Ubuntu – How to start up an application with a pre-defined window size and position

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I'm wondering is there any way to achieve the affect of the Ctrl-Alt-Keypad shortcuts in Unity using terminal commands instead? I want a command that sets a gui window to half the size of the screen, either left or right aligned.

By way of background, I'm writing a script that runs after log in. It uses Zenity to ask whether or not I want to open my development environment (GVim and IPython side-by-side). I have been trying to achieve two equal-sized windows for these programmes by using set lines= columns= in my .gvimrc and c.IPythonWidget.width = and c.IPythonWidget.height = in my ipython_qtconsole_config.py. However, there are problems associated with this approach.

Best Answer

  • What you will run into

    If you want to first call an application and, subsequently, place its window on a specific position and size, the time between calling the application and the moment the window actually appears, is unpredictable. If your system is occupied, it can be significantly longer than if it is idle.

    You need a "smart" way to make sure the positioning/resizing is done (immediately) after the window appears.

    Script to call an application, wait for it to appear and position it on the screen

    With the script below, you can call an application and set the position and size it should appear on with the command:

    <script> <application> <x-position> <y-position> <h-size> <v-size>
    

    An few examples:

    • To call gnome-terminal and resize its window to 50% and place it on the right half:

      <script> gnome-terminal 840 0 50 100
      

      enter image description here

    • To call gedit, place its window on the left and call gnome-terminal, place it on the right (setting its v-size 46% to give it a little space between the windows):

      <script> gedit 0 0 46 100&&<script> gnome-terminal 860 0 46 100
      

      enter image description here

    • To call Inkscape, place its window in the left/upper quarter of the screen:

      <script> inkscape 0 0 50 50
      

      enter image description here

    The script and how to use it

    1. install both xdotool and wmctrl. I used both since resizing with wmctrl can cause some peculiarities on (specifically) Unity.

      sudo apt-get install wmctrl
      sudo apt-get install xdotool
      
    2. Copy the script below into an empty file, save it as setwindow (no extension) in ~/bin; create the directory if necessary.
    3. Make the script executable (!)
    4. If you just created ~bin, run: source ~/.profile
    5. Test-run the script with the command (e.g.)

      setwindow gnome-terminal 0 0 50 100
      

      In other words:

      setwindow <application> <horizontal-position> <vertical-position> <horizontal-size (%)> <vertical-size (%)>
      

    If all works fine, use the command wherever you need it.

    The script

    #!/usr/bin/env python3
    import subprocess
    import time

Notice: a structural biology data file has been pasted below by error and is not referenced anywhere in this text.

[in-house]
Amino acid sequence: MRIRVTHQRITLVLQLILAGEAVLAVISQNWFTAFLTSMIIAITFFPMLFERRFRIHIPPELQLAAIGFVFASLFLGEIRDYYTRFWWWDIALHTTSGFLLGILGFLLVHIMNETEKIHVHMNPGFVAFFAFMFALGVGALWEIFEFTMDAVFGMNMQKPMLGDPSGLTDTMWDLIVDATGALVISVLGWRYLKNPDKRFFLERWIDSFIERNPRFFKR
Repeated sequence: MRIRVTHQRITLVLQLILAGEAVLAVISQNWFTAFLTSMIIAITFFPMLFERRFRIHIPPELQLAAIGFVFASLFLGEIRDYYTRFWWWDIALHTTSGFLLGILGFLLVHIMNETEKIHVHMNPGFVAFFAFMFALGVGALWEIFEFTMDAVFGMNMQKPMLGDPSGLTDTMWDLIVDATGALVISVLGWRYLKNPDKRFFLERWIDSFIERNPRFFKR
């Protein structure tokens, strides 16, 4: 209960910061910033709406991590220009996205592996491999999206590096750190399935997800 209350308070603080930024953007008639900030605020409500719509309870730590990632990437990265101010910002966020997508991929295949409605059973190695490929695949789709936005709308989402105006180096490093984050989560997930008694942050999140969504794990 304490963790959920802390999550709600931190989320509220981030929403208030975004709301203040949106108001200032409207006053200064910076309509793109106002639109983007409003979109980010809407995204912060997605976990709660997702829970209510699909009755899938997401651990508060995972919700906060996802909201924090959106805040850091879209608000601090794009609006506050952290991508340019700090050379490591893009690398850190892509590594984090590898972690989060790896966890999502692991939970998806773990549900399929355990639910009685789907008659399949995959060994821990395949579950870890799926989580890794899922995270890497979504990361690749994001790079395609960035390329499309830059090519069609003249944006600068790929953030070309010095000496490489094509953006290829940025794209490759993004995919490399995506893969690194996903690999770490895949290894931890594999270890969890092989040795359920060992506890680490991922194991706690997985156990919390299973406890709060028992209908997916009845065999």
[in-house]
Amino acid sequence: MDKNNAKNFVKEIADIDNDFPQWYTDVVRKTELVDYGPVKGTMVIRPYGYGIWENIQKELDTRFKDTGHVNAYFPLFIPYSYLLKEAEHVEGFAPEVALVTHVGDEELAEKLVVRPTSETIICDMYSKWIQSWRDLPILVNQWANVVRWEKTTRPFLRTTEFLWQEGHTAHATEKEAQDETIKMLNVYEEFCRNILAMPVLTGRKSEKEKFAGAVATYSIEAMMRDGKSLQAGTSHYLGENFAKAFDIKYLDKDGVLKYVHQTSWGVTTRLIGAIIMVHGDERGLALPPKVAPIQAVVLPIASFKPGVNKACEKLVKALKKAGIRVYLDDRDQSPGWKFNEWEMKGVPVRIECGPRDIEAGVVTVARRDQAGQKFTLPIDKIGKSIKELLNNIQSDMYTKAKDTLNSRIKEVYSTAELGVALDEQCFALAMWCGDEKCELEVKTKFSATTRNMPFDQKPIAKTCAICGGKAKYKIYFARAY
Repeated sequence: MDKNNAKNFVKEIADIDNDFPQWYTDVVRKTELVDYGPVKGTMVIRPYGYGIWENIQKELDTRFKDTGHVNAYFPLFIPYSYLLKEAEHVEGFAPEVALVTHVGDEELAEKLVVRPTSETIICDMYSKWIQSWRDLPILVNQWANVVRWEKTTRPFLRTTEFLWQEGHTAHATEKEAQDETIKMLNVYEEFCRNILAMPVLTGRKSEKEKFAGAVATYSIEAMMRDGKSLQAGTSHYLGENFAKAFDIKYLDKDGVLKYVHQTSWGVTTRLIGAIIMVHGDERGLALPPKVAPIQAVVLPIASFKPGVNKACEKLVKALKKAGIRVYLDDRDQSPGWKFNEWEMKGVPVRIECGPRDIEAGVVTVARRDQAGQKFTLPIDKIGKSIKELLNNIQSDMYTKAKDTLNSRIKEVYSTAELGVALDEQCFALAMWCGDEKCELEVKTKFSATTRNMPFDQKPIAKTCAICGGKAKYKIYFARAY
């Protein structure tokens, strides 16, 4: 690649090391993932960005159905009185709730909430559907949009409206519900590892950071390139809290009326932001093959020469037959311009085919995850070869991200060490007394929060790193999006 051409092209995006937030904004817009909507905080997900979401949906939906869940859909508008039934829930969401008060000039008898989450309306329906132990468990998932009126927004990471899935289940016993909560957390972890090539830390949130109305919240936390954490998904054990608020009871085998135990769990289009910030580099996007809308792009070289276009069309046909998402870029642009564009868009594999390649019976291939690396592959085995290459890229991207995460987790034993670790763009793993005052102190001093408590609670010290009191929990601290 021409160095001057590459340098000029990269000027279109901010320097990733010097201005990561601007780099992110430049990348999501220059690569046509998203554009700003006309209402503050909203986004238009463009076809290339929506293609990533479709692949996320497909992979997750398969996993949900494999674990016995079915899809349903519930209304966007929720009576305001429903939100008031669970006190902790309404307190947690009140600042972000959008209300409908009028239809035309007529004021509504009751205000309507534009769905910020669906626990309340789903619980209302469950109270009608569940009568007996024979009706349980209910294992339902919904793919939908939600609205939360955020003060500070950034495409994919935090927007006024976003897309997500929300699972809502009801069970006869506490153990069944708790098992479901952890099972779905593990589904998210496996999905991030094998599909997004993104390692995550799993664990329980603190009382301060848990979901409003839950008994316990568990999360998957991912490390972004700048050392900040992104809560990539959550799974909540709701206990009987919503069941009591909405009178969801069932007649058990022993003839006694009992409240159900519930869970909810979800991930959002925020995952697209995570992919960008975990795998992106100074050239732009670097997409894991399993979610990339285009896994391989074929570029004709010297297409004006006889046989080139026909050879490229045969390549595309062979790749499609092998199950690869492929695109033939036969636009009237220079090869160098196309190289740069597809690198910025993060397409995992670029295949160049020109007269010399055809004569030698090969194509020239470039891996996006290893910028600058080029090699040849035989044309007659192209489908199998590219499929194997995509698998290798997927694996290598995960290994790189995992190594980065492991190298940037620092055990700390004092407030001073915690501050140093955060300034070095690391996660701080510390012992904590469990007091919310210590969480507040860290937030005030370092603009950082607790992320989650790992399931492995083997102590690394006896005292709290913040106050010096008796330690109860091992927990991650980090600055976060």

import sys
    
    app = sys.argv[1]
    
    get = lambda x: subprocess.check_output(["/bin/bash", "-c", x]).decode("utf-8")
    ws1 = get("wmctrl -lp"); t = 0
    subprocess.Popen(["/bin/bash", "-c", app])
    
    while t < 30:      
        ws2 = [w.split()[0:3] for w in get("wmctrl -lp").splitlines() if not w in ws1]
        procs = [[(p, w[0]) for p in get("ps -e ww").splitlines() \
                  if app in p and w[2] in p] for w in ws2]
        if len(procs) > 0:
            w_id = procs[0][0][1]
            cmd1 = "wmctrl -ir "+w_id+" -b remove,maximized_horz"
            cmd2 = "wmctrl -ir "+w_id+" -b remove,maximized_vert"
            cmd3 = "xdotool windowsize --sync "+procs[0][0][1]+" "+sys.argv[4]+"% "+sys.argv[5]+"%"
            cmd4 = "xdotool windowmove "+procs[0][0][1]+" "+sys.argv[2]+" "+sys.argv[3]
            for cmd in [cmd1, cmd2, cmd3, cmd4]:   
                subprocess.call(["/bin/bash", "-c", cmd])
            break
        time.sleep(0.5)
        t = t+1
    

    What it does

    When the script is called, it:

    1. starts up the application
    2. keeps an eye on the window list (usingwmctrl -lp)
    3. if a new window appears, it checks if the new window belongs to the called application (using ps -ef ww, comparing the pid of the window to the pid of the application)
    4. if so, it sets the size and position, according to your arguments. In case an application does not "show up" within appr. 15 seconds, the script assumes the application will not run due to an error. The script then terminates to prevent waiting for the new window infinitely.

    Minor issue

    In Unity, when you (re-)position and (re-)size a window with either wmctrl or xdotool, the window will always keep a small marge to the borders of your screen, unless you set it to 100%. You can see that in the image (3) above; while the inkscape window was placed on x position 0, you can still see a minor marge between the Unity Launcher and the inkscape window.

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